Hibs boss reveals depression battle to tackle stigma

Hibs boss Neil Lennon. Picture: Neil Hanna

Hibs boss Neil Lennon. Picture: Neil Hanna

NEW Hibs manager Neil Lennon has opened up about his struggle with depression – and called for a change in the “culture of fear and silence” around mental health.

The Celtic legend said not feeling able to open up to his team-mates had left him feeling “paranoid” and alone.

Now, in an effort to encourage others to seek help, he has joined forces with See Me – Scotland’s national programme to end mental health stigma.

The organisation’s Power of Okay campaign seeks to tackle mental health stigma at work, in a bid to stop people feeling afraid to speak out if they are feeling unwell.

Lennon said: “I woke up one morning and I just knew there wasn’t something right with me. My thought process was different, I was feeling different, the main thing was the football, I just didn’t want to be there.

“I didn’t tell anyone at first, but I became paranoid because I knew I was acting differently, not engaging or laughing or communicating on the pitch, which were all things I did before.

“It was obvious something was wrong. When I started to feel better I confided in one or two players and they said they knew something was wrong and were supportive although didn’t have a great understanding.”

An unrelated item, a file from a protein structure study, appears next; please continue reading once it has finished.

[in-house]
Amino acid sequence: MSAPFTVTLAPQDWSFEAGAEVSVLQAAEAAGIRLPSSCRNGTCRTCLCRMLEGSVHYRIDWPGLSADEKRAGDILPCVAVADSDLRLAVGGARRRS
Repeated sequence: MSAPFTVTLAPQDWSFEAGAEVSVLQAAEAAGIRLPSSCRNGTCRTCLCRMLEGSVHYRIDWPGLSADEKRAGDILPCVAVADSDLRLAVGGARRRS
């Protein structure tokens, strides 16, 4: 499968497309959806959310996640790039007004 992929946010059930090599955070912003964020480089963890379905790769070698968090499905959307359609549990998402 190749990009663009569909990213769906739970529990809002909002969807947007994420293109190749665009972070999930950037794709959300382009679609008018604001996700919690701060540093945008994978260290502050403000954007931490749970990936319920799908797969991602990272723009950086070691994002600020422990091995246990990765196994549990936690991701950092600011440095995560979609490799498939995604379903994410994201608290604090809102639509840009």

He added: “I’ve noticed it in one or two players at the clubs that I have managed.

“I quietly have them into the office, I have a chat with them, speak to them about my own experiences with depression and said I could recognise what they were going through. I took them to see the club doctor and we spoke it through and got them on the right road again.

“I would say, ‘do you want me to speak to the captain of the team, or your pals in the squad?’ If it’s a no then I will leave it and if it’s a yes we help them out.

“People shouldn’t feel like they are on their own, because they’re not. There are plenty of people who will help you.

“In any walk of life, whether you’re an office manager, a bank manager, you’re the leader of a group of people at work or in any other walk of life then it is good to be up to speed with mental health, and if you notice it quickly then you can get someone back on track a lot quicker. If you see someone struggling, just ask them if they are OK.”

Figures released by See Me found less than half of Scottish workers think a colleague would be supported with a mental health problem by trained managers.

Lisa Cohen, See Me’s national programme manager, said: “We are calling for a change in culture in organisations so workers can speak openly if they need help with their mental health, without worrying about the consequences. To reduce stigma we all need to be comfortable asking each other, ‘are you OK?’ and open up conversations about how we really feel.”